Business Booms Around the World At PRI Trade Show Business continued to boom at the 2010 PRI Trade Show on Friday, traditionally the busiest day of the three-day show at the Orange County Convention in Orlando, Florida.
Crowds descended on the show early Friday and continued throughout the day – as buyers and exhibitors from around the world were on hand.
“We’re here to support our customers and display a ton of new product,” said Ainsley Hyman, of Precision Turbo & Engine. “Given the current economy, business has been going surprisingly well. Product is moving and people are definitely buying.”
Similar reports were common throughout the show.
“The show has been great for us,” said Bucky Gregory, of Roush Yates Engines. “The traffic has been really good. We’ve seen a lot of people who have interest in buying. The atmosphere of the show drives people to do business.”
High sales the past two days have, in part, been attributable to a strong international contingent, as well as attendees from all 50 states.
“Every year, the show seems to have gotten better for us,” relayed Scott Weney, President of S&W Race Cars. “We’re finding more and more customers here every year. As the U.S. dollar gets weaker, foreign currency gets stronger and the international buyers find it more affordable to buy direct from the people that created drag racing here in the U.S. Our Canadian customers are buying more. We’re shipping more stuff to Australia than we ever have. The show’s been excellent this year. A lot of serious buyers and they’re here for a reason.”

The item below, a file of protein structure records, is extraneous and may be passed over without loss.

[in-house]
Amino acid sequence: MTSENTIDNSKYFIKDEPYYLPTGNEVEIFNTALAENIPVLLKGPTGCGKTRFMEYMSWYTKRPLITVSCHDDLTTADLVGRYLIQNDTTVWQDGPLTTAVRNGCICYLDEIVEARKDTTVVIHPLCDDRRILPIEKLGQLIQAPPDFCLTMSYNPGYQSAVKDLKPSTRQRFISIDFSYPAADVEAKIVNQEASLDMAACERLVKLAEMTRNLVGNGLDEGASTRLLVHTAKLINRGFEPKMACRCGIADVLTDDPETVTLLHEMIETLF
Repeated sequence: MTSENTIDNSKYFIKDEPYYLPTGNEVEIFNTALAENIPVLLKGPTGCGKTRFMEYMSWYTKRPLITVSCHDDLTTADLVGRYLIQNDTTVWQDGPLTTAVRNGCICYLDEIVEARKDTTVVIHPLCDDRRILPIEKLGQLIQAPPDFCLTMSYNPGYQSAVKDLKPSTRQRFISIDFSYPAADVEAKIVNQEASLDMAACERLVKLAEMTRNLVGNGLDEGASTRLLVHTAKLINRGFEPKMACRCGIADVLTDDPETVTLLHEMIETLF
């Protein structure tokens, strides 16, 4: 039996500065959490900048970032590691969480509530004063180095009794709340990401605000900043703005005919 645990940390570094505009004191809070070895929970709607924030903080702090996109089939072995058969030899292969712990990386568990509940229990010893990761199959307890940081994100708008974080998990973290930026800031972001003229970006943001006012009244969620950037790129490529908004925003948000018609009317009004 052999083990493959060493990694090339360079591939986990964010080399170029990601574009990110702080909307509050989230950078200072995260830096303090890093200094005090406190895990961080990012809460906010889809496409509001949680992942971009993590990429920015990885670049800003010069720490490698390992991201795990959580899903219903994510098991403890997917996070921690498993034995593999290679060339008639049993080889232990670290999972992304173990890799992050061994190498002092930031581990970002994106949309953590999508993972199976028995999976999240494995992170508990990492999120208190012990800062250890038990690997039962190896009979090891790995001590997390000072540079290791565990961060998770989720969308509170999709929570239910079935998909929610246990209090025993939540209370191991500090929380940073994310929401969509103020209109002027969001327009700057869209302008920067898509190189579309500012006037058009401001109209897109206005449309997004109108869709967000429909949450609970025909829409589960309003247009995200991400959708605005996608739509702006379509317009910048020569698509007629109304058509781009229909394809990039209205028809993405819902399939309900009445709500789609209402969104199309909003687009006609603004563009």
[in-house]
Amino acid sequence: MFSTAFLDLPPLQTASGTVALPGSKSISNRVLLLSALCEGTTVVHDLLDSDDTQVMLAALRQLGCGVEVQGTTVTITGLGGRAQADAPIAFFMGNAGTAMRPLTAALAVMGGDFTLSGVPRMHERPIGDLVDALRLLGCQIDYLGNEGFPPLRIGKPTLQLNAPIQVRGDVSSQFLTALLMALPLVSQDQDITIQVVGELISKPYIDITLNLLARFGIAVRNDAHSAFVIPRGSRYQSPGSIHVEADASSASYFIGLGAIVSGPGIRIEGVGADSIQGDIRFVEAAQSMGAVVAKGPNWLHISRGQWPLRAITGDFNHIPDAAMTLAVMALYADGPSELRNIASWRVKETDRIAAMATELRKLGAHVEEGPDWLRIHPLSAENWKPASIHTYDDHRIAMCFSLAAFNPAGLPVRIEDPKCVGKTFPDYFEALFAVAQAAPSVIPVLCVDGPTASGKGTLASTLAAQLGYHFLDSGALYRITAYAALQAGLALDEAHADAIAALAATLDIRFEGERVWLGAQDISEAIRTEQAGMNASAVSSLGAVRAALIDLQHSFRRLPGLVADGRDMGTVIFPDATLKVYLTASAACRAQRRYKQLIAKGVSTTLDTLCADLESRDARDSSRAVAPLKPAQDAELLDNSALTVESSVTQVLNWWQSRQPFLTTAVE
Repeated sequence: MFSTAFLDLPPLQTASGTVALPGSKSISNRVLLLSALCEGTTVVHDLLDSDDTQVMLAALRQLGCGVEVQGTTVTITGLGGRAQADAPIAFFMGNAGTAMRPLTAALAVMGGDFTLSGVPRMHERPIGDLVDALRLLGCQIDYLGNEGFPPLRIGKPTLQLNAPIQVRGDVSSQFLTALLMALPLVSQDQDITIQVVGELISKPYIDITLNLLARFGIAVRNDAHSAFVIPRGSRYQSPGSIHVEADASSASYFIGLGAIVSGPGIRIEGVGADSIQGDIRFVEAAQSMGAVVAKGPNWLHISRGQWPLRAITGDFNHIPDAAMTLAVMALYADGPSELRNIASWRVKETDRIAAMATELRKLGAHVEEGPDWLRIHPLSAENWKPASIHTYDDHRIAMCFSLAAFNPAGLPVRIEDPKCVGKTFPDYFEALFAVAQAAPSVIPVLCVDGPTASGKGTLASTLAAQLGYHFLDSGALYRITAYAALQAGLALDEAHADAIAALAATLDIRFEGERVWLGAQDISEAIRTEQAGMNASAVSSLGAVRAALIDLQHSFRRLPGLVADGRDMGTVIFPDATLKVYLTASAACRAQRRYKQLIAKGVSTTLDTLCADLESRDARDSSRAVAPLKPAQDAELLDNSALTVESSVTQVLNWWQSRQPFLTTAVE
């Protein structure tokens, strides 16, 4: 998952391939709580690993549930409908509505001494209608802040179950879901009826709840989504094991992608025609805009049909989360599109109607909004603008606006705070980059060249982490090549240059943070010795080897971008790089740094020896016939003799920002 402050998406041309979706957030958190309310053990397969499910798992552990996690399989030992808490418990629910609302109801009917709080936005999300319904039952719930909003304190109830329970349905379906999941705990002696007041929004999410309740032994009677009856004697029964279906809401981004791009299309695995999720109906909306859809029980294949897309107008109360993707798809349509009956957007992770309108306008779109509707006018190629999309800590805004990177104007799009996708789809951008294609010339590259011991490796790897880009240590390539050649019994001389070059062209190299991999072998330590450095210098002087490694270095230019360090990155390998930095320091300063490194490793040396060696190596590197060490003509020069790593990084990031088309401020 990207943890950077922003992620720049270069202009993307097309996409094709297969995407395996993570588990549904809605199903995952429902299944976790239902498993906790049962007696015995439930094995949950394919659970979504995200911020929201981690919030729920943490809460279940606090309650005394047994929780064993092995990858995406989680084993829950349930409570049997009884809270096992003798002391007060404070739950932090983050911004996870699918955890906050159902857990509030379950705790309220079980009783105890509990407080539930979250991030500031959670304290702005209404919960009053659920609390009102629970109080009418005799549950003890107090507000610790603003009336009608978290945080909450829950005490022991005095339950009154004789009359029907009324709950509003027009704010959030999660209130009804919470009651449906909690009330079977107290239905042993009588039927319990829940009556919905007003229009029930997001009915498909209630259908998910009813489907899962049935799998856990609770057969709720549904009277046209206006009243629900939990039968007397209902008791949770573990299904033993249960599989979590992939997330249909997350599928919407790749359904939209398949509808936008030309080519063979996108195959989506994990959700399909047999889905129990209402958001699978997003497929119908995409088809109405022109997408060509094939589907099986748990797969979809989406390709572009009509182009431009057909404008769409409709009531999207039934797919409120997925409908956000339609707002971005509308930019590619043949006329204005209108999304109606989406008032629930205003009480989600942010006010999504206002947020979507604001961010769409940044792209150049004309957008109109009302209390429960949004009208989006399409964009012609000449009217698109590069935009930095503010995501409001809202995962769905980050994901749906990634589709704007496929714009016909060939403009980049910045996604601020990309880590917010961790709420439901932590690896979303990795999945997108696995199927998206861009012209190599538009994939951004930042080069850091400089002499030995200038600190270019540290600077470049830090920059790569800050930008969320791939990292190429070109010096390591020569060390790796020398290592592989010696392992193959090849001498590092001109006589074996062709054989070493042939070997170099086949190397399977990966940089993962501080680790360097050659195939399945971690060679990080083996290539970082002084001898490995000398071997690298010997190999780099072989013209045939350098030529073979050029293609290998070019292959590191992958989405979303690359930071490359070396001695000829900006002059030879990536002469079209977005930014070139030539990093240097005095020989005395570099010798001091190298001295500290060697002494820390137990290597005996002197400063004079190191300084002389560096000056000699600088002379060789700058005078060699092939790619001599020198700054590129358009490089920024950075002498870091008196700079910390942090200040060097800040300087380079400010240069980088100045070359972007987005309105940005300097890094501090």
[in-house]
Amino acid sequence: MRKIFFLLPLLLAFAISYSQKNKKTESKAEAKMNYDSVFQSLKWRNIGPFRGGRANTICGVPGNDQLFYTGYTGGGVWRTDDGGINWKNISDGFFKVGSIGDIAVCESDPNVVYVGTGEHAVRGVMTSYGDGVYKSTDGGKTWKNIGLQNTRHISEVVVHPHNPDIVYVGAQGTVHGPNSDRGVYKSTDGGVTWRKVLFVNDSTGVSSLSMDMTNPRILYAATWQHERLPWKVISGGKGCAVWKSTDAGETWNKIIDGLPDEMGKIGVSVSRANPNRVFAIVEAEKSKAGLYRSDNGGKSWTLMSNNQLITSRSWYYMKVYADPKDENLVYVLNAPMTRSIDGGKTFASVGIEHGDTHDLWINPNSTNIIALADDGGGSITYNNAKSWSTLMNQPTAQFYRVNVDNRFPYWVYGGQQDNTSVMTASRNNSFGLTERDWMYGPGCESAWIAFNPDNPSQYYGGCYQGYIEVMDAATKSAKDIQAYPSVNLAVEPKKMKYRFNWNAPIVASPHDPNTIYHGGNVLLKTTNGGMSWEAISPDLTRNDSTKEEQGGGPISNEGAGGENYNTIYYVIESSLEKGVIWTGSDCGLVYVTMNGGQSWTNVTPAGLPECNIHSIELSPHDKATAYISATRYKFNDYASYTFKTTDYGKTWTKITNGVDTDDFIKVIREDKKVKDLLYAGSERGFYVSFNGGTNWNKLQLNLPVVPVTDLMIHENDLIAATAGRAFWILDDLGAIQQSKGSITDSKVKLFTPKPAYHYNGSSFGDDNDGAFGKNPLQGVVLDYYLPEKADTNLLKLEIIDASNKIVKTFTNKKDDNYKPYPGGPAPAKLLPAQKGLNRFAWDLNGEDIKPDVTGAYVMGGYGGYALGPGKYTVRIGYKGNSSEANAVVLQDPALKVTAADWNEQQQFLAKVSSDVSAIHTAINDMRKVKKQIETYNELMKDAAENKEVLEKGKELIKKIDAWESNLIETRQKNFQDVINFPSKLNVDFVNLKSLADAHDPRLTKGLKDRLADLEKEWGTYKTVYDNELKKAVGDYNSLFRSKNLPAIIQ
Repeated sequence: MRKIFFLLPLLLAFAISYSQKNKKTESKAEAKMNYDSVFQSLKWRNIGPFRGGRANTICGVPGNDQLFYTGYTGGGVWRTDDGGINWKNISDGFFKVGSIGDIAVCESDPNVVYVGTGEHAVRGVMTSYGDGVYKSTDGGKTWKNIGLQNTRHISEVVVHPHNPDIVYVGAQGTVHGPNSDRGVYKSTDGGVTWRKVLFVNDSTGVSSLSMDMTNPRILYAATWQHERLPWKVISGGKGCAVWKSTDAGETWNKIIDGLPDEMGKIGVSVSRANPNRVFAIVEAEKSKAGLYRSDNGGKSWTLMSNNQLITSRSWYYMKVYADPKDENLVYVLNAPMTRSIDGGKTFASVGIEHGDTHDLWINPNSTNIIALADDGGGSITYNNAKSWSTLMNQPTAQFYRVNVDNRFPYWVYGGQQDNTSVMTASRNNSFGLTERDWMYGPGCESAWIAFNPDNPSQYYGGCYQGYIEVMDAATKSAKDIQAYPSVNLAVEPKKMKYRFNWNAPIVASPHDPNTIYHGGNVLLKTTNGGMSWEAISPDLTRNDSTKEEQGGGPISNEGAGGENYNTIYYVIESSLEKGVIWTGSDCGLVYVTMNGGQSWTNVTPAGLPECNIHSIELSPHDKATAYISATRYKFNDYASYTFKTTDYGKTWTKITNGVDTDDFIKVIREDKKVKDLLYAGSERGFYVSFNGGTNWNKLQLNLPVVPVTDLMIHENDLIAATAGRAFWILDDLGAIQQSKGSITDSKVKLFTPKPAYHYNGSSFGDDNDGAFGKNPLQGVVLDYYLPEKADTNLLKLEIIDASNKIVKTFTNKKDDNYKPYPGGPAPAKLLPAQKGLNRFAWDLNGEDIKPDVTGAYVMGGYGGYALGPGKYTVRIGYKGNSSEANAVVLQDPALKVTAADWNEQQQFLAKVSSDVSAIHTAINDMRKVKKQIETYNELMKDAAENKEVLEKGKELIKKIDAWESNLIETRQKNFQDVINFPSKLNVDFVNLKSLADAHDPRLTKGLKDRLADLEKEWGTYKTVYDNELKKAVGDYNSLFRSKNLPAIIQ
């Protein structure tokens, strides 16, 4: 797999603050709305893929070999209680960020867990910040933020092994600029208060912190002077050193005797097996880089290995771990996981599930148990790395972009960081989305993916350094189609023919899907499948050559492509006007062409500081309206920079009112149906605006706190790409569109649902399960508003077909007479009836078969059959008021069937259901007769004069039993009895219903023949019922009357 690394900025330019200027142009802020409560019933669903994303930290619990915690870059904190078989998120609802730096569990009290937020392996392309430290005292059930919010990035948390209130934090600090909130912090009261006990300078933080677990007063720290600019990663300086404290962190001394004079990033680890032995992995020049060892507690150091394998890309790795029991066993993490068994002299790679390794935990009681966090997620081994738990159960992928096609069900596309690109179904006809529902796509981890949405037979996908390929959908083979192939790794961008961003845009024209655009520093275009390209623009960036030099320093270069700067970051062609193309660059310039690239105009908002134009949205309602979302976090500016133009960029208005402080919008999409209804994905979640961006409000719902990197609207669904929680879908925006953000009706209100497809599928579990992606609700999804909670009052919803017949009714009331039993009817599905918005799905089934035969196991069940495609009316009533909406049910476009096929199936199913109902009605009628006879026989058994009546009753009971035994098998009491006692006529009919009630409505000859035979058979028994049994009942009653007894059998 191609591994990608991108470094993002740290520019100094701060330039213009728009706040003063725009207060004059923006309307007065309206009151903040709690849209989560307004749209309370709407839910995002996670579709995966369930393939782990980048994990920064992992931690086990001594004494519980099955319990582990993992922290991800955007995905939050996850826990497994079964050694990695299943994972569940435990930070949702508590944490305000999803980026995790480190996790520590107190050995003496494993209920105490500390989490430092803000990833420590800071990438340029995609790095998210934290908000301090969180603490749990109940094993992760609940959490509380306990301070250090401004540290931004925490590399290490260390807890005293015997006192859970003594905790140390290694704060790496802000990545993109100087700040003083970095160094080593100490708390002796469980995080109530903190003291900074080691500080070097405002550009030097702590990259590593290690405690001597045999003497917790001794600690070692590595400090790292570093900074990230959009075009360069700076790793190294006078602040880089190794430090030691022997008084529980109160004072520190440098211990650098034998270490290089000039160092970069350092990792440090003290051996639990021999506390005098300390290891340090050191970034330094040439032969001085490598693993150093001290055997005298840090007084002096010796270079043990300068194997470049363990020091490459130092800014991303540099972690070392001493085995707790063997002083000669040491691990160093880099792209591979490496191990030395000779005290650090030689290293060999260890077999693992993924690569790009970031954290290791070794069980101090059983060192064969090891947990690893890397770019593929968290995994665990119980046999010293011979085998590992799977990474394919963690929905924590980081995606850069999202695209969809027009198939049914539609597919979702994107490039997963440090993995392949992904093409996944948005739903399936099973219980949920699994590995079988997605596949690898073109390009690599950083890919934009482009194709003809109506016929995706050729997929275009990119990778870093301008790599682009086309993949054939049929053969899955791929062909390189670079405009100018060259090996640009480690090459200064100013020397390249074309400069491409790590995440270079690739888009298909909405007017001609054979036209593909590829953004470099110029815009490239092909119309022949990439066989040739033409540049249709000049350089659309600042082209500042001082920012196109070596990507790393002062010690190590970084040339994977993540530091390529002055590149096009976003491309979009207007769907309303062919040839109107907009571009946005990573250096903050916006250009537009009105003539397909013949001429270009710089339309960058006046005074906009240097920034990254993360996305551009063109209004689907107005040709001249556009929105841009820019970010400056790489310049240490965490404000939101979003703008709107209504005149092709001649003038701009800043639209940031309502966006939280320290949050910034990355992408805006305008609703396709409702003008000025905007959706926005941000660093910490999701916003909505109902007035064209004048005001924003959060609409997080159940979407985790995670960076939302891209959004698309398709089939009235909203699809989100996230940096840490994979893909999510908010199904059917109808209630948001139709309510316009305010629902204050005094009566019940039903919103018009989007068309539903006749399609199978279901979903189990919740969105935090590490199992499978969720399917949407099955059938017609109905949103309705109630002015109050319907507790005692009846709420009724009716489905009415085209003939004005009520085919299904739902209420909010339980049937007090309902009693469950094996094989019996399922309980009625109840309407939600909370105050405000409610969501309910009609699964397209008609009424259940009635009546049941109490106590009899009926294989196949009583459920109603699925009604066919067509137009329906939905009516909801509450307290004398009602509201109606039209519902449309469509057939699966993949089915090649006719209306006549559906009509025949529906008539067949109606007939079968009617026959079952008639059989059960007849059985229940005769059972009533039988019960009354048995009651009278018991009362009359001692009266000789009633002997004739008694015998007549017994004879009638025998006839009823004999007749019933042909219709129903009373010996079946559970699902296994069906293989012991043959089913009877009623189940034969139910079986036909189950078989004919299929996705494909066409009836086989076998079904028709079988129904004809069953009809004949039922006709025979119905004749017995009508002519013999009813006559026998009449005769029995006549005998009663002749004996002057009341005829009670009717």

Large contingents from Canada, Australia, the UK, Argentina, Brazil, New Zealand, Italy and more are in attendance as international exhibitors also have found success at this year’s show.
“We started coming here 21 years ago,” said Yves Morizot, CEO of Stand 21, with global sales and headquartered in France. “This show has really grown over the years and has truly become an international show. We have attendees from all over here. We need to meet people from around the world. Racing isn’t just America or Europe. Racing is a community and in this community, you need to have a place where everyone can meet and this is it.”
And they’re not only meeting, but also buying.
“We’re here to exhibit and sell our products,” said Michael Konstandinou, of ICE Ignition, an Australian-based company. “The first day was exceptionally busy and traffic has remained steady today. The quality of the attendee is very good. People are here looking to buy. Circle track and drag racing are our biggest markets and we don’t even have a drag strip in our capitol city of Melbourne, so we have an international clientele and this is the show to come to.”
That sentiment was shared by Charlie Gough, Future Fibres of Spain.
“It’s been a very positive experience here at PRI. What we do is a very small and very niche side of motorsport. It’s very important for us to stay in touch with our end client and this gives us a lot of visibility with our clients that we normally wouldn’t have. Traffic has been very good – at times, we’ve been two or three people deep, but overall it’s been steady.”
Over 35,000 racing business people from all 50 states and 65 countries worldwide are expected to be in attendance this year’s PRI Trade Show to get current with the latest in racing technology courtesy of the 1,000 motorsports companies introducing their new lines in racing products, machining equipment, motorsport engineering solutions and more.